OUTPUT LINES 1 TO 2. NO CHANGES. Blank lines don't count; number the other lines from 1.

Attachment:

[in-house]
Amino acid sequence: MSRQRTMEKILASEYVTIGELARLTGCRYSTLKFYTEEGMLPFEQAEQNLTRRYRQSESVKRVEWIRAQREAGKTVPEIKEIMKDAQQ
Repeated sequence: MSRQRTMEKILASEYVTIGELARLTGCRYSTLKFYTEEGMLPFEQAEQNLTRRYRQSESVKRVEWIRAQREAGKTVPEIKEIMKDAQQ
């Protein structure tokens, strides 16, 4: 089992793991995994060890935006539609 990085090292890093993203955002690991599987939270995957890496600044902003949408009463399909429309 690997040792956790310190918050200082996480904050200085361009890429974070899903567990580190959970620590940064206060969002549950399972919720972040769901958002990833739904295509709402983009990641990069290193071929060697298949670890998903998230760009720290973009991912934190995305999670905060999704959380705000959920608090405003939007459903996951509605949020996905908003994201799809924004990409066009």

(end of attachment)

[in-house]
Amino acid sequence: MSRQRTMEKILASEYVTIGELARLTGCRYSTLKFYTEEGMLPFEQAEQNLTRRYRQSESVKRVEWIRAQREAGKTVPEIKEIMKDAQQ